Choosing the right solar panel type
We outline the differences between the 3 main types of solar panels to help you make the appropriate choice.
The good news about purchasing solar panels is that the panels now available in Australia are all likely to have been manufactured recently with up-to-date technology.
Any reputable solar retailer on the Clean Energy Council list should recommend panels based on your needs and budget, but if you want to do your own research, here are the 3 main types of panels to look out for.
The solar “wafers” that comprise monocrystalline panels are made from large cylindrical silicon crystals that are thinly sliced like salami. The wafers then have their sides cut square and are affixed to panels. Thin wires are laid across the wafers to collect the electricity generated.
Monocrystalline is one of the oldest forms of solar technology yet it remains highly efficient compared with other forms, converting 15-20 per cent of the sunlight that hits the wafers into energy. The panels are also slightly more resistant to heat, making them hard-wearing. As a result, monocrystalline panels are often more expensive.
Recent manufacturer innovations have created new “hybrid” types which convert more than 20 per cent of the sunlight that hits them into energy – an unprecedented rate.
Polycrystalline wafers are made by melting raw silicon, casting it into rectangular blocks then slicing it. This process creates silicon wafers that contain lots of smaller silicon crystals rather than 1 uninterrupted crystal.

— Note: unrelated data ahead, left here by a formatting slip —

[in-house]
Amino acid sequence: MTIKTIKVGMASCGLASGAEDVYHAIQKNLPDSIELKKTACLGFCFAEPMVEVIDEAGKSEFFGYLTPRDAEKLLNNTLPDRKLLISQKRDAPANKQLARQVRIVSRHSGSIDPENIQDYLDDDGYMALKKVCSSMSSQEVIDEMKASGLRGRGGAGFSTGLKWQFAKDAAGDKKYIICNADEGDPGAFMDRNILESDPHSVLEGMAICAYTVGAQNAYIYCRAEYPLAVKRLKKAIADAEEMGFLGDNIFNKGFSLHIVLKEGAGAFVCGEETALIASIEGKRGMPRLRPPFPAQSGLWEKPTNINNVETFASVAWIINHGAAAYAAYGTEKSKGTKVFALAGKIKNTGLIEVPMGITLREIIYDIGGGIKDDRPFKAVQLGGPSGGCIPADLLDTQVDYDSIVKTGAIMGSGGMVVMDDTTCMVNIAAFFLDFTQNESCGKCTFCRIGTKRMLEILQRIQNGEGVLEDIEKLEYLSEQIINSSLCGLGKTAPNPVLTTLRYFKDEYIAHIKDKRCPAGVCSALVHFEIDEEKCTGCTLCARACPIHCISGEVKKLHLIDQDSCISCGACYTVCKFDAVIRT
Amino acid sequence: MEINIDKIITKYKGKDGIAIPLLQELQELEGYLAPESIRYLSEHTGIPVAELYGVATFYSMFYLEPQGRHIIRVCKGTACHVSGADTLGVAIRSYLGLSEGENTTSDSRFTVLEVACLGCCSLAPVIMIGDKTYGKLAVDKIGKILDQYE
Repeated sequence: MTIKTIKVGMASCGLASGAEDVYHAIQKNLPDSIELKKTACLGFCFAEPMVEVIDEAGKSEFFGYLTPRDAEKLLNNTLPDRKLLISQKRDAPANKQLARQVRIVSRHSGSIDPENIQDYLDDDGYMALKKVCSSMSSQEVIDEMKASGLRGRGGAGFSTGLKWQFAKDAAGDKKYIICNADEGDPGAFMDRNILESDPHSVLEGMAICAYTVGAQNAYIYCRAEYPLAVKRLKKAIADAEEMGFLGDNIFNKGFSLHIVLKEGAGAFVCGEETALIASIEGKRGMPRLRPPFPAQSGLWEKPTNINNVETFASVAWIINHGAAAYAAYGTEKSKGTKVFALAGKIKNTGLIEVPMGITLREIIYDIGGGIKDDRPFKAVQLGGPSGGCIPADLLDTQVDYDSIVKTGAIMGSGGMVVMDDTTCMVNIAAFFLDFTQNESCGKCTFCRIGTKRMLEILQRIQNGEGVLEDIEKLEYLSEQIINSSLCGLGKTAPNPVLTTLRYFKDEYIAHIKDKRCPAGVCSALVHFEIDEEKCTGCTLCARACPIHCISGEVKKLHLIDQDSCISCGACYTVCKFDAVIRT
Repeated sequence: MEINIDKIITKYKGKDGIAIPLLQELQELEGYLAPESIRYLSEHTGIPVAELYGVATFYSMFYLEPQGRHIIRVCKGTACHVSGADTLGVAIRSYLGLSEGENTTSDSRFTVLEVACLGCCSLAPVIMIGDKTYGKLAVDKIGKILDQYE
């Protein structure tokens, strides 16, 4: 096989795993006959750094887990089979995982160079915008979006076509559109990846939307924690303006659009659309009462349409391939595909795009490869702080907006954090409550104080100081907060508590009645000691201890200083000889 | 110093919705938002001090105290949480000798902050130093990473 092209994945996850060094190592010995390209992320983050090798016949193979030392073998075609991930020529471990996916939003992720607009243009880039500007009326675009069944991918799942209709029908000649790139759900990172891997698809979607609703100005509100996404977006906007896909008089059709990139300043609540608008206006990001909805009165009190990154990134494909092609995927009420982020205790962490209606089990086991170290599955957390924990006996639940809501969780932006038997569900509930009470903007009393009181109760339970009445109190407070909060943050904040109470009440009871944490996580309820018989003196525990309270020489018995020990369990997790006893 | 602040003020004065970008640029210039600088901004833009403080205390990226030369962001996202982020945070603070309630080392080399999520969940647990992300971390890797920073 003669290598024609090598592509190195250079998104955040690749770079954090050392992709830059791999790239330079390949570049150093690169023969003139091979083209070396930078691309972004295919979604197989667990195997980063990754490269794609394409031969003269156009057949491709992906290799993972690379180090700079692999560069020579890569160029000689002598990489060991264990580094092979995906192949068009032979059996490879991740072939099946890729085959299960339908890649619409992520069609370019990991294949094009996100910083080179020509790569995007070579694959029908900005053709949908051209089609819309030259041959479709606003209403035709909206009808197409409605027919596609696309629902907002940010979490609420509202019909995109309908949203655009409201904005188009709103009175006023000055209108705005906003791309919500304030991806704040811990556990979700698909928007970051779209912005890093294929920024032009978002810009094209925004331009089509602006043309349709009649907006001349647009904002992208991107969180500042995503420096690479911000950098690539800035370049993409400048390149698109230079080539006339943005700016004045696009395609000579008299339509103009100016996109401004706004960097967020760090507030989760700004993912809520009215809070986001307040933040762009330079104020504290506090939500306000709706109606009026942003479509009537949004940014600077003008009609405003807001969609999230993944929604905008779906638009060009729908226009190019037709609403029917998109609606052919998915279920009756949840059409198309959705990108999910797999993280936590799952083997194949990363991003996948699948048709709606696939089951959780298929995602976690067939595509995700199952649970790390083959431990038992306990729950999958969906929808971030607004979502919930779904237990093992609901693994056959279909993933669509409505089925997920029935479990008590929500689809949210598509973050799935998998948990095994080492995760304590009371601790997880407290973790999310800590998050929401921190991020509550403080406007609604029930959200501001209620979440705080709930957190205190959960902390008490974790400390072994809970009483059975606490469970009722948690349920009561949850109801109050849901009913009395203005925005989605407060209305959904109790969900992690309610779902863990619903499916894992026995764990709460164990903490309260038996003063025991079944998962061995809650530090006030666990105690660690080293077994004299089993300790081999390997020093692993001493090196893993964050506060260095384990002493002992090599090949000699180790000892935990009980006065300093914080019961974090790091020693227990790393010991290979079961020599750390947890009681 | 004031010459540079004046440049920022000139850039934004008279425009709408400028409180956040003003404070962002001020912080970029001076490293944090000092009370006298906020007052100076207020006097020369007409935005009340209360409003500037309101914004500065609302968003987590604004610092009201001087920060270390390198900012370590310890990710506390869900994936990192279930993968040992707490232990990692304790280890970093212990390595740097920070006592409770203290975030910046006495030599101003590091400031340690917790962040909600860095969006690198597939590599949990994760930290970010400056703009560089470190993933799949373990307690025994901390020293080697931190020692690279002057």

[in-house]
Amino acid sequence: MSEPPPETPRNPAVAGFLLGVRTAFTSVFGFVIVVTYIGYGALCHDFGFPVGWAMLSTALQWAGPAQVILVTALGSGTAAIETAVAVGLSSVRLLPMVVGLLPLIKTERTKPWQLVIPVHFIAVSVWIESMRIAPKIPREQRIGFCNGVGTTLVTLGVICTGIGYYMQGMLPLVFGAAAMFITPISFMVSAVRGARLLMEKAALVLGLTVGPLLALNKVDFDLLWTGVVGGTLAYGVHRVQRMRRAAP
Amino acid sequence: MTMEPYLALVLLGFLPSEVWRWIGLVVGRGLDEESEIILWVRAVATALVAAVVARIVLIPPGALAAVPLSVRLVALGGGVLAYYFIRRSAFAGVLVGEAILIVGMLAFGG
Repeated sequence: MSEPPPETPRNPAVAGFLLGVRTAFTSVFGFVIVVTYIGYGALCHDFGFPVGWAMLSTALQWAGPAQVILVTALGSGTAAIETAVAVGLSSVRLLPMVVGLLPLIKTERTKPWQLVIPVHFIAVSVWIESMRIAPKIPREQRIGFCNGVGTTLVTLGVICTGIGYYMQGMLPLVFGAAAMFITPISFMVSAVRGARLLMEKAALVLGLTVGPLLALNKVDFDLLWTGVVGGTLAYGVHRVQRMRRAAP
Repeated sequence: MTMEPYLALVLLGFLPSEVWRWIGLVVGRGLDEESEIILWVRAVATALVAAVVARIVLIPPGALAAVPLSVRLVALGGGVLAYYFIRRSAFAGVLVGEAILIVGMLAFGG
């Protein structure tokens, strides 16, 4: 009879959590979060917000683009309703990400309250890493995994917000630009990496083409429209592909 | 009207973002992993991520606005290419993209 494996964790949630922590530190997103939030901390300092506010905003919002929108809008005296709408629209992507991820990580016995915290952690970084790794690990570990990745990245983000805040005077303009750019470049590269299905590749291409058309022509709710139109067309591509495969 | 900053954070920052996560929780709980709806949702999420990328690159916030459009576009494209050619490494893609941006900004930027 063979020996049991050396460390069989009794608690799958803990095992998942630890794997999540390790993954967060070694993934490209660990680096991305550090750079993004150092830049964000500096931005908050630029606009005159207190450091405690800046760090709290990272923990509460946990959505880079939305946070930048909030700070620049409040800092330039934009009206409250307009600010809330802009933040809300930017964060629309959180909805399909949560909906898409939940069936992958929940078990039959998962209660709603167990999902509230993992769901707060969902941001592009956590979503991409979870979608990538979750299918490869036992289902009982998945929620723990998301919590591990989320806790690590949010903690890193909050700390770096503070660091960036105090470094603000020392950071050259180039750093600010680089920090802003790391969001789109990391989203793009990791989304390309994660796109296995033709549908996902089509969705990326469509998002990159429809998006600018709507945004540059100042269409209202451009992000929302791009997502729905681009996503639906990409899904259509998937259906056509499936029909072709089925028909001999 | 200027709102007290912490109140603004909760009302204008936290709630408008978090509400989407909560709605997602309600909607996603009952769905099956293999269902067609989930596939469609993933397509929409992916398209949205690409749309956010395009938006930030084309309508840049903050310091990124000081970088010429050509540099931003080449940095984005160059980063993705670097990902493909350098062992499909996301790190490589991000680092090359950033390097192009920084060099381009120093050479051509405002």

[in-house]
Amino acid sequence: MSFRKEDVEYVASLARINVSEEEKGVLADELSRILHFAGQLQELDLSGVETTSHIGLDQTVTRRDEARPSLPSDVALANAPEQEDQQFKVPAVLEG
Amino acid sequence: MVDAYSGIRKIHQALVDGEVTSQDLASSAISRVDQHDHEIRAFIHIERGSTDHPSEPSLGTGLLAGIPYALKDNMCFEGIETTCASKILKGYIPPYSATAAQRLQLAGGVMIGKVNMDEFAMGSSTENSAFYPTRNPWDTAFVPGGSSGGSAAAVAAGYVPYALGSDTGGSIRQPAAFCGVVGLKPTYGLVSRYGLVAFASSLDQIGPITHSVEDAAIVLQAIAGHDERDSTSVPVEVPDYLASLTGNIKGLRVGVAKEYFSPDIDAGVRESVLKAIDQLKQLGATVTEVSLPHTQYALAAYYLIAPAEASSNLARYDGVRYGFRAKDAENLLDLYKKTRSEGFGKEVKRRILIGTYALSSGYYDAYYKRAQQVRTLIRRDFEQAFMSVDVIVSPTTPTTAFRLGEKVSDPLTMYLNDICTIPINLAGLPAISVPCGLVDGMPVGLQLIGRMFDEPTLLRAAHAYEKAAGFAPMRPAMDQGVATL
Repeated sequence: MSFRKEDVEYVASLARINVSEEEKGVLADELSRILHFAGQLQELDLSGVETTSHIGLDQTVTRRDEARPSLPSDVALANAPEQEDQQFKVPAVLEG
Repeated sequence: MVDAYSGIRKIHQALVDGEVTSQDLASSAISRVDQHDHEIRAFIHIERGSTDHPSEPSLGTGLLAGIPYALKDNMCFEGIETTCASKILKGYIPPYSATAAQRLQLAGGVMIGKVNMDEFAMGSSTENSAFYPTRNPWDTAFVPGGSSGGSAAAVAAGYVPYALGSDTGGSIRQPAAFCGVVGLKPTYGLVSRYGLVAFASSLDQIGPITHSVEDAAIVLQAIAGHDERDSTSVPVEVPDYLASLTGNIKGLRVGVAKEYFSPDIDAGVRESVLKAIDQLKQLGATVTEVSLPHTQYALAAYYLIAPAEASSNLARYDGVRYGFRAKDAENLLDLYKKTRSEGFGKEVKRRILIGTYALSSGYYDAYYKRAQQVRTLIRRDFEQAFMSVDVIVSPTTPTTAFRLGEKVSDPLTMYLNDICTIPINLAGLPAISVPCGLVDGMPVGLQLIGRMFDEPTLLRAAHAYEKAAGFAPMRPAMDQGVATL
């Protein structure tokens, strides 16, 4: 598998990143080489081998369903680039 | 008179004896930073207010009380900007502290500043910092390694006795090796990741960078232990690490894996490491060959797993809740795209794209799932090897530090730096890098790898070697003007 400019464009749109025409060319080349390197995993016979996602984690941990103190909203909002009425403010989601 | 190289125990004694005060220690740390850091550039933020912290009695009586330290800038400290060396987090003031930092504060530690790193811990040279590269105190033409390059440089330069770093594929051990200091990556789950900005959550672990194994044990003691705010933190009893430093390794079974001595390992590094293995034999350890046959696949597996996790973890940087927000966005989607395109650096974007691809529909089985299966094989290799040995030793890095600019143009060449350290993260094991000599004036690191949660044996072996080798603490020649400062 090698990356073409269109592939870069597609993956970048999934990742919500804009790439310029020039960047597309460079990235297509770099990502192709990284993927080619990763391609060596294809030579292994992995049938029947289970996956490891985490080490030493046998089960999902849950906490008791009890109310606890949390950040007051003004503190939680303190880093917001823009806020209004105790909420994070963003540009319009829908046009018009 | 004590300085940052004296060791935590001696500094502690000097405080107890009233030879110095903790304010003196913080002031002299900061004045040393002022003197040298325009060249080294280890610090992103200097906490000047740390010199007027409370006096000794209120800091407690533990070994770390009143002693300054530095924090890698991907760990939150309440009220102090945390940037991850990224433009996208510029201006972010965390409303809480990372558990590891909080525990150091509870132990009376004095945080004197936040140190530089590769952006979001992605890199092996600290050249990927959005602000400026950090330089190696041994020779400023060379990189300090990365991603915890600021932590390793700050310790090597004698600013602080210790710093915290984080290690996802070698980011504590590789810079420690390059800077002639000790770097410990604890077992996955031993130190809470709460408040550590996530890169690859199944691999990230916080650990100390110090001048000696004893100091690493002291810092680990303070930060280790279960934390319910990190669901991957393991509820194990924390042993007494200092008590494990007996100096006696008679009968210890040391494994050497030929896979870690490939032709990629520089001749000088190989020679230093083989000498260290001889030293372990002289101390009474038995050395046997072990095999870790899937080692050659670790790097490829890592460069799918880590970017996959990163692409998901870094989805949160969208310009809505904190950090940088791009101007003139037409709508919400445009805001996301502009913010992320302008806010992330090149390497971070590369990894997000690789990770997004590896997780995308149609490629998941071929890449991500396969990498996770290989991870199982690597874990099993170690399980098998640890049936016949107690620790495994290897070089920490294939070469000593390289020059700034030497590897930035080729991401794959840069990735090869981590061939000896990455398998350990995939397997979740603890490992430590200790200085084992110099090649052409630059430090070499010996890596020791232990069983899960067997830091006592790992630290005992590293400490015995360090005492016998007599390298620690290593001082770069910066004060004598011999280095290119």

Polycrystalline technology is less efficient than monocrystalline and the wafers are less sturdy. But the rectangular wafers can be laid out on panels with no blank space (unlike monocrystalline wafers) which means they perform equally for the same area as their monocrystalline counterparts. If purchasing polycrystalline panels, look for a robust, long-term warranty of 20-plus years.
These panels are created by spraying a thin film containing silicon onto the panel surface. The panel-manufacturing process is much more efficient than crystalline processes but the panels themselves only operate at 8 to 10 per cent efficiency and are heavier than crystalline panels.
While the thin-film technology itself is not brand new, the manufacturing variations currently being used are relatively untested, making it hard to judge how today’s thin-film panels will perform over decades.
Just as when you’re buying a car or appliances, it is often possible to secure substantial discounts on last year’s panels. Panel technology is moving quickly, but if last year’s model has a 25-year warranty, fits your needs and has a better payback period because it will probably be cheaper, there’s no reason not to consider this option. Older technology will also more likely have had its technical glitches and/or bugs resolved. Talking with an accredited solar retailer will help make your decision easier.